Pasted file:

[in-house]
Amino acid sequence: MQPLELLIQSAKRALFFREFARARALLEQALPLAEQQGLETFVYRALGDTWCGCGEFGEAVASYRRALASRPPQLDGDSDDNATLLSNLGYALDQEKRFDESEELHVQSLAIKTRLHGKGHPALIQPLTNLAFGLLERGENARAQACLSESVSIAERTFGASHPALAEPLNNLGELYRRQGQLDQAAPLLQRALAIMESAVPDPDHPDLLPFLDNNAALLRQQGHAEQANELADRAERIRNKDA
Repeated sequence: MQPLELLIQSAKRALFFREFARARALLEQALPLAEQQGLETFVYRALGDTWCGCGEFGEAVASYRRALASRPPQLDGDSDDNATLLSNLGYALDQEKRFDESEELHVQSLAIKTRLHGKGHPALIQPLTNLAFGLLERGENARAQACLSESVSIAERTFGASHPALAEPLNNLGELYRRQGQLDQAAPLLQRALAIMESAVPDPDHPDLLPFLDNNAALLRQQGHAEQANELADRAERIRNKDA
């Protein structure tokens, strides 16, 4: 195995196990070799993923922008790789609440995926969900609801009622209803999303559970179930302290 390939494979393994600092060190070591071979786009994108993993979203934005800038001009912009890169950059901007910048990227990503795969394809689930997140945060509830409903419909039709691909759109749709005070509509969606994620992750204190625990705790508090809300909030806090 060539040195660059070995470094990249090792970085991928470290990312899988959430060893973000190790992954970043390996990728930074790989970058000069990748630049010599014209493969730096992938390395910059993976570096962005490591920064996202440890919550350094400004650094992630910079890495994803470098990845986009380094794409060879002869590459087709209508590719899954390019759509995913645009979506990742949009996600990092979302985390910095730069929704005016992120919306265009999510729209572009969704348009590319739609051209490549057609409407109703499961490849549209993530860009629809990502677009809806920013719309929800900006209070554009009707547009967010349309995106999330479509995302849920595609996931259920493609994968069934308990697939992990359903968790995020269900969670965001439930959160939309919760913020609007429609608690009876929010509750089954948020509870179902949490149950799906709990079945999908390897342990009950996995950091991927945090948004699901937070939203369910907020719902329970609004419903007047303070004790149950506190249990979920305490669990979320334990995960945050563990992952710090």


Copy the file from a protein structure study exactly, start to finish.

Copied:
[in-house]
Amino acid sequence: MQPLELLIQSAKRALFFREFARARALLEQALPLAEQQGLETFVYRALGDTWCGCGEFGEAVASYRRALASRPPQLDGDSDDNATLLSNLGYALDQEKRFDESEELHVQSLAIKTRLHGKGHPALIQPLTNLAFGLLERGENARAQACLSESVSIAERTFGASHPALAEPLNNLGELYRRQGQLDQAAPLLQRALAIMESAVPDPDHPDLLPFLDNNAALLRQQGHAEQANELADRAERIRNKDA
Repeated sequence: MQPLELLIQSAKRALFFREFARARALLEQALPLAEQQGLETFVYRALGDTWCGCGEFGEAVASYRRALASRPPQLDGDSDDNATLLSNLGYALDQEKRFDESEELHVQSLAIKTRLHGKGHPALIQPLTNLAFGLLERGENARAQACLSESVSIAERTFGASHPALAEPLNNLGELYRRQGQLDQAAPLLQRALAIMESAVPDPDHPDLLPFLDNNAALLRQQGHAEQANELADRAERIRNKDA
């Protein structure tokens, strides 16, 4: 195995196990070799993923922008790789609440995926969900609801009622209803999303559970179930302290 390939494979393994600092060190070591071979786009994108993993979203934005800038001009912009890169950059901007910048990227990503795969394809689930997140945060509830409903419909039709691909759109749709005070509509969606994620992750204190625990705790508090809300909030806090 060539040195660059070995470094990249090792970085991928470290990312899988959430060893973000190790992954970043390996990728930074790989970058000069990748630049010599014209493969730096992938390395910059993976570096962005490591920064996202440890919550350094400004650094992630910079890495994803470098990845986009380094794409060879002869590459087709209508590719899954390019759509995913645009979506990742949009996600990092979302985390910095730069929704005016992120919306265009999510729209572009969704348009590319739609051209490549057609409407109703499961490849549209993530860009629809990502677009809806920013719309929800900006209070554009009707547009967010349309995106999330479509995302849920595609996931259920493609994968069934308990697939992990359903968790995020269900969670965001439930959160939309919760913020609007429609608690009876929010509750089954948020509870179902949490149950799906709990079945999908390897342990009950996995950091991927945090948004699901937070939203369910907020719902329970609004419903007047303070004790149950506190249990979920305490669990979320334990995960945050563990992952710090």